US Release Date: 12/17/2004
Sigourney Weaver and Emile Hirsch in Imaginary Heroes.
I remember my brother Eric once described 1980's Ordinary People as Ordinary Boring People. A description that could easily be applied to this year's similarly themed, Imaginary Heroes; a heavy drama so depressing and overly dramatic that by the film's end you might, like many of the characters in the movie, be contemplating suicide.
You know that you're not in for laughs when a movie opens with a suicide, the repercussions of which set the tone and plot for the rest of the movie. The death is that of the star athlete, eldest son in an already dysfunctional family. His suicide affects the family members in different ways. His father (Jeff Daniels) who apparently doted upon him with hopes for Olympic Gold in the future, turns to alcohol and a leave of absence from his job; attempting to keep his son's memory alive by insisting that a place be set for him each night at dinner. Mom (Sigourney Weaver) seems to be trying to recapture some of her lost youth, flirting with younger men and smoking marijuana. A mostly absent sister (Michelle Williams) seems least affected. Emile Hirsch as the younger son Tim is the star of the movie. His reaction to his brother's death is subdued. He experiments with drugs and shares a homosexual encounter with his best friend while high on ecstasy.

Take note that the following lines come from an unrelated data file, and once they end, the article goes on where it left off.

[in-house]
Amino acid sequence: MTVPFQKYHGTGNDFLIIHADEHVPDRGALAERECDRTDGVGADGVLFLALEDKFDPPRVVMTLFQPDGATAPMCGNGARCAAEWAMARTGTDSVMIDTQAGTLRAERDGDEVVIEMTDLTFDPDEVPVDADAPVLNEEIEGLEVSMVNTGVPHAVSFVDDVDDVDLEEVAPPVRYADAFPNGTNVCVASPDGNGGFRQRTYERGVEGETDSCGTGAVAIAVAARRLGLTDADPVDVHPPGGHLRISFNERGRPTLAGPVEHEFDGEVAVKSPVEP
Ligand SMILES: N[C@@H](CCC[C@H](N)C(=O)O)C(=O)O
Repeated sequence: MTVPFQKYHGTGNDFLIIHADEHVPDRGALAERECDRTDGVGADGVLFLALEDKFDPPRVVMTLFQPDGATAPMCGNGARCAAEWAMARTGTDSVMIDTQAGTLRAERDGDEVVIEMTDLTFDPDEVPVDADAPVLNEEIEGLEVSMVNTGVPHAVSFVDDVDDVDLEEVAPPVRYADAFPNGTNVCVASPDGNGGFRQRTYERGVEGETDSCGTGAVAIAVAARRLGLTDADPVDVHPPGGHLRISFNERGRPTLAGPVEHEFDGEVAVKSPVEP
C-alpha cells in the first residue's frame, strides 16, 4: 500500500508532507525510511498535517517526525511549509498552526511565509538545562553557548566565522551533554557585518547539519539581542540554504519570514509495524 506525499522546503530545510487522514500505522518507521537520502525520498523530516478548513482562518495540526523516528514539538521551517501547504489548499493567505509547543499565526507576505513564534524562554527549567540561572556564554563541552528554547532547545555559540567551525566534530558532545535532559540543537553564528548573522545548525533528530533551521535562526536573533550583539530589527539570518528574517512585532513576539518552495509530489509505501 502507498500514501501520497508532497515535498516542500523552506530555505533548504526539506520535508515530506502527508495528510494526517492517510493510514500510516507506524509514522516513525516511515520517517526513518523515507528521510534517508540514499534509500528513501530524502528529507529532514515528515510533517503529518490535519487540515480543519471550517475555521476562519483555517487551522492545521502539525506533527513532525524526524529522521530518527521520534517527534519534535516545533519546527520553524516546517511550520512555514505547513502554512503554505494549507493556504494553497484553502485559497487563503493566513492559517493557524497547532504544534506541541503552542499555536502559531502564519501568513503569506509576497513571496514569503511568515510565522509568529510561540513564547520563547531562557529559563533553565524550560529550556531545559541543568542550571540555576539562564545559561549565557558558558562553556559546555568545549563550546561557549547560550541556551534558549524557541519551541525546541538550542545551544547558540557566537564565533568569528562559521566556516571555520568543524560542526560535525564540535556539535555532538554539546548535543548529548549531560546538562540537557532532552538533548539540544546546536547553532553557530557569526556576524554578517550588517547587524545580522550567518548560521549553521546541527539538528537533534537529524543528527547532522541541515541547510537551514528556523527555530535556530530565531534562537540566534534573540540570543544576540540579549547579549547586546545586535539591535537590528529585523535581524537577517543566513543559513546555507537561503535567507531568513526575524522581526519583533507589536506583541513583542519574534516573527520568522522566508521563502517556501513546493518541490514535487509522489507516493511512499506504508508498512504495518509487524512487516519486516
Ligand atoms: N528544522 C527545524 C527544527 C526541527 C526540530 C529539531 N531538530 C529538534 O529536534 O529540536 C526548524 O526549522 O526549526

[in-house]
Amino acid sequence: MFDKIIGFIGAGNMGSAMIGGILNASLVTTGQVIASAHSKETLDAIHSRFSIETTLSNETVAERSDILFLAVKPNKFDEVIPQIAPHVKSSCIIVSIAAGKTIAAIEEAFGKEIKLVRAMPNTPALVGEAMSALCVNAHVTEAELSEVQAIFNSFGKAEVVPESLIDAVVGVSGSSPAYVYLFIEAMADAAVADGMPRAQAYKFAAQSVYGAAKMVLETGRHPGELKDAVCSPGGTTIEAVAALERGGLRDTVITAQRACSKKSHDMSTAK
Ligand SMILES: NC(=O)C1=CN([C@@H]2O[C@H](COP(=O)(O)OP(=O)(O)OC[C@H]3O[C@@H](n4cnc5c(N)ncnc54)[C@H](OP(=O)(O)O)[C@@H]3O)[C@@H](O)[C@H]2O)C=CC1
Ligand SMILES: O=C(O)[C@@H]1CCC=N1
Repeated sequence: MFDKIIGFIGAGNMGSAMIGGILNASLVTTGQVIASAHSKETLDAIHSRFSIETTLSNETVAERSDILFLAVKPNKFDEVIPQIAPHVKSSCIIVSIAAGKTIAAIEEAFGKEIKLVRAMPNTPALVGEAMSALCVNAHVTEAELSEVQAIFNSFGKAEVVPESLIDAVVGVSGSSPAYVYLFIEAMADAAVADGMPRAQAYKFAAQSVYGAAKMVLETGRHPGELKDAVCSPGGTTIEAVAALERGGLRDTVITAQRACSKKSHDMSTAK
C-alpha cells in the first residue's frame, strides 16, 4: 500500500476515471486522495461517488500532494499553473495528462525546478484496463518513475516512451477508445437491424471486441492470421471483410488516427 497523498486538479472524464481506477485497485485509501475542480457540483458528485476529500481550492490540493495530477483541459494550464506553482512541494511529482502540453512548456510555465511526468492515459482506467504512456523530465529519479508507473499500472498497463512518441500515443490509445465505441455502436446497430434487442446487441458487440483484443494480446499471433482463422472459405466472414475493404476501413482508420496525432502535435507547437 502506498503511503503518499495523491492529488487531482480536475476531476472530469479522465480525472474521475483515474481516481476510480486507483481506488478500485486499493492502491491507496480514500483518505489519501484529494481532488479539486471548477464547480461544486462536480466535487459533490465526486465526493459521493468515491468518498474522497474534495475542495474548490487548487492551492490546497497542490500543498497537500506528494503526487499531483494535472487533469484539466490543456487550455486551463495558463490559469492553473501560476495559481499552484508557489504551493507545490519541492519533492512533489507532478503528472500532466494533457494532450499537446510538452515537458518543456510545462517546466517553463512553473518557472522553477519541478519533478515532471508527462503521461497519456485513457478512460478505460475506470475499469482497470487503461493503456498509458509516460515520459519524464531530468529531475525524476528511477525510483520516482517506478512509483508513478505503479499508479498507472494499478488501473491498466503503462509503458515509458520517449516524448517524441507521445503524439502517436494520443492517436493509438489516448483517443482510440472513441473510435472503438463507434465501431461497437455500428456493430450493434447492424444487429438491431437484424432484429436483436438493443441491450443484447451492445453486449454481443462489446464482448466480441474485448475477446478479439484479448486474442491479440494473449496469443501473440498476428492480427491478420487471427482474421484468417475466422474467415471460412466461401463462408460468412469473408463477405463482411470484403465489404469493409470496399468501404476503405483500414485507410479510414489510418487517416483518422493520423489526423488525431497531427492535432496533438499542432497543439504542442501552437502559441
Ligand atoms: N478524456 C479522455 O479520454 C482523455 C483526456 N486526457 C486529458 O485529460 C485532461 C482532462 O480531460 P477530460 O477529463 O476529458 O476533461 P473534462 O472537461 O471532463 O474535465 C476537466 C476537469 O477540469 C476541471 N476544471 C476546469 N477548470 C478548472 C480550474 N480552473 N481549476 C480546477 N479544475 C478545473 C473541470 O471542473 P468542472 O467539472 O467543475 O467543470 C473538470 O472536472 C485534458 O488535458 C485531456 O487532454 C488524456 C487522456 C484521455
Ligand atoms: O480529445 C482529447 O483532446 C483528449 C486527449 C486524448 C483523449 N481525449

Rather than a traditional plot the movie merely covers a year in the life of the family. Over the course of the year various movie of week type ailments befall the characters and a few twists are thrown into the mix but do little to alleviate the dismal atmosphere that clings to every scene in the movie. Depression is fine up to a point. 2001's In the Bedroom was depressing, the aforementioned Ordinary People was depressing, but at least you cared about the characters. The same can't be said for this movie where, with the exception of possibly Sigourney Weaver as the mom, I didn't give a damn about any of them.
The one thing this movie does have going for it is one hell of a talented cast. Sigourney Weaver does a terrific job as does Jeff Daniels, although his is the less showy role. And Emile Hirsch, whose star is definitely on the rise, has the teen angst thing down pitch perfect. It's just a shame that all this talent is wasted on such bland, routine, material.
Any emotional journey requires some kind of payoff at the end of it, be it happy, sad or some other culminating emotion. By the end of Imaginary Heroes however, all you are left with is a blah feeling of, "What was the point?"
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Photos © Copyright Sony Pictures Classics (2004)